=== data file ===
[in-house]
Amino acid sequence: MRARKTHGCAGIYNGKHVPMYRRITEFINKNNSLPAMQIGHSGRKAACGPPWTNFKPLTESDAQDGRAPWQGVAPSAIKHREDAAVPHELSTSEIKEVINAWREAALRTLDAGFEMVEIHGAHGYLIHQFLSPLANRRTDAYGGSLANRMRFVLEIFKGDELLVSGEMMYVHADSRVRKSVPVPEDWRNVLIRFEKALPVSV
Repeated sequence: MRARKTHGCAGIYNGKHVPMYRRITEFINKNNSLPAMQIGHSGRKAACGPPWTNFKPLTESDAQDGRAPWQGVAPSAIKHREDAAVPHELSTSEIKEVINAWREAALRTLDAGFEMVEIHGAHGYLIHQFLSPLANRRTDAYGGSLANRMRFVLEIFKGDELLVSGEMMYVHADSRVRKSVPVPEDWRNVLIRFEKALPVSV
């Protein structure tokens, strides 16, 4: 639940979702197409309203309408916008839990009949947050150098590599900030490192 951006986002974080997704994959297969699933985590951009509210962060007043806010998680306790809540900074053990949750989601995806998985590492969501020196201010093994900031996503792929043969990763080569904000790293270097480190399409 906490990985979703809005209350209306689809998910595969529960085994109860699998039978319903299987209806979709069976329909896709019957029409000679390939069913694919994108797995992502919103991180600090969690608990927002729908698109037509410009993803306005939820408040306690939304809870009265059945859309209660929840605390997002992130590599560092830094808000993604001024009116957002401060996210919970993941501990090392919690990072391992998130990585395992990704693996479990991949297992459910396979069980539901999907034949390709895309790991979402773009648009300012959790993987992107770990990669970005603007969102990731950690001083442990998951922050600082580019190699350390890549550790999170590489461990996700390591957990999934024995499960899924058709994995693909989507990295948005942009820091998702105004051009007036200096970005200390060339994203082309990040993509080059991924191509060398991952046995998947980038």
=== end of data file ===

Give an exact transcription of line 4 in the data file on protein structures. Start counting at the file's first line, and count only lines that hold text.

């Protein structure tokens, strides 16, 4: 639940979702197409309203309408916008839990009949947050150098590599900030490192 951006986002974080997704994959297969699933985590951009509210962060007043806010998680306790809540900074053990949750989601995806998985590492969501020196201010093994900031996503792929043969990763080569904000790293270097480190399409 906490990985979703809005209350209306689809998910595969529960085994109860699998039978319903299987209806979709069976329909896709019957029409000679390939069913694919994108797995992502919103991180600090969690608990927002729908698109037509410009993803306005939820408040306690939304809870009265059945859309209660929840605390997002992130590599560092830094808000993604001024009116957002401060996210919970993941501990090392919690990072391992998130990585395992990704693996479990991949297992459910396979069980539901999907034949390709895309790991979402773009648009300012959790993987992107770990990669970005603007969102990731950690001083442990998951922050600082580019190699350390890549550790999170590489461990996700390591957990999934024995499960899924058709994995693909989507990295948005942009820091998702105004051009007036200096970005200390060339994203082309990040993509080059991924191509060398991952046995998947980038």